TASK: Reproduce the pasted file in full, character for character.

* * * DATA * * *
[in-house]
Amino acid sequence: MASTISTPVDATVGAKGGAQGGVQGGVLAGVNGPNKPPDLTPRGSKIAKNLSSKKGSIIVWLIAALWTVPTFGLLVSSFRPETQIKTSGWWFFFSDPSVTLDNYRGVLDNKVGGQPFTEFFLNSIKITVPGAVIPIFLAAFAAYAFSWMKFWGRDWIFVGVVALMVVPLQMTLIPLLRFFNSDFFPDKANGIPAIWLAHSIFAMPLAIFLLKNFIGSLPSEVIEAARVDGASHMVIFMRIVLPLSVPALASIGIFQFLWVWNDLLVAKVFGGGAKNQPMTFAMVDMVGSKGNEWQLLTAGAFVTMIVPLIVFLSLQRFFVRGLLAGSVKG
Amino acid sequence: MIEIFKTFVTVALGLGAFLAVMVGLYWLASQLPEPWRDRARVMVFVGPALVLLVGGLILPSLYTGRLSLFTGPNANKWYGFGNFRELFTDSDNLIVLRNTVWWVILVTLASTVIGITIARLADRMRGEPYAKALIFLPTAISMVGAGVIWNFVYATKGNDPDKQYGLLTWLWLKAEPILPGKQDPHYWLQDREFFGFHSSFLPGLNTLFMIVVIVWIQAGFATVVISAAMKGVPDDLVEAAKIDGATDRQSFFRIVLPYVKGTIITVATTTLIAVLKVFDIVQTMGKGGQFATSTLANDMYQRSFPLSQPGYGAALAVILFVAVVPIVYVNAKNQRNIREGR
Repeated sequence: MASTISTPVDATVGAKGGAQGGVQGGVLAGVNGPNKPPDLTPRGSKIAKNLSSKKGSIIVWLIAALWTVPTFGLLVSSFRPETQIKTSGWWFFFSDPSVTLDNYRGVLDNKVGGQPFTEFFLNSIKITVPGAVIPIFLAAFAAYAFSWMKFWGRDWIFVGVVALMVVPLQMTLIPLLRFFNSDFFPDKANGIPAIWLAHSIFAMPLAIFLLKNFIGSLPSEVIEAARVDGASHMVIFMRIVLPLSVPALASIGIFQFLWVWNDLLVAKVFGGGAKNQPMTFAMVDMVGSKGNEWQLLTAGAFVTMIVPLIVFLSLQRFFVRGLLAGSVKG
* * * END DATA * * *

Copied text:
[in-house]
Amino acid sequence: MASTISTPVDATVGAKGGAQGGVQGGVLAGVNGPNKPPDLTPRGSKIAKNLSSKKGSIIVWLIAALWTVPTFGLLVSSFRPETQIKTSGWWFFFSDPSVTLDNYRGVLDNKVGGQPFTEFFLNSIKITVPGAVIPIFLAAFAAYAFSWMKFWGRDWIFVGVVALMVVPLQMTLIPLLRFFNSDFFPDKANGIPAIWLAHSIFAMPLAIFLLKNFIGSLPSEVIEAARVDGASHMVIFMRIVLPLSVPALASIGIFQFLWVWNDLLVAKVFGGGAKNQPMTFAMVDMVGSKGNEWQLLTAGAFVTMIVPLIVFLSLQRFFVRGLLAGSVKG
Amino acid sequence: MIEIFKTFVTVALGLGAFLAVMVGLYWLASQLPEPWRDRARVMVFVGPALVLLVGGLILPSLYTGRLSLFTGPNANKWYGFGNFRELFTDSDNLIVLRNTVWWVILVTLASTVIGITIARLADRMRGEPYAKALIFLPTAISMVGAGVIWNFVYATKGNDPDKQYGLLTWLWLKAEPILPGKQDPHYWLQDREFFGFHSSFLPGLNTLFMIVVIVWIQAGFATVVISAAMKGVPDDLVEAAKIDGATDRQSFFRIVLPYVKGTIITVATTTLIAVLKVFDIVQTMGKGGQFATSTLANDMYQRSFPLSQPGYGAALAVILFVAVVPIVYVNAKNQRNIREGR
Repeated sequence: MASTISTPVDATVGAKGGAQGGVQGGVLAGVNGPNKPPDLTPRGSKIAKNLSSKKGSIIVWLIAALWTVPTFGLLVSSFRPETQIKTSGWWFFFSDPSVTLDNYRGVLDNKVGGQPFTEFFLNSIKITVPGAVIPIFLAAFAAYAFSWMKFWGRDWIFVGVVALMVVPLQMTLIPLLRFFNSDFFPDKANGIPAIWLAHSIFAMPLAIFLLKNFIGSLPSEVIEAARVDGASHMVIFMRIVLPLSVPALASIGIFQFLWVWNDLLVAKVFGGGAKNQPMTFAMVDMVGSKGNEWQLLTAGAFVTMIVPLIVFLSLQRFFVRGLLAGSVKG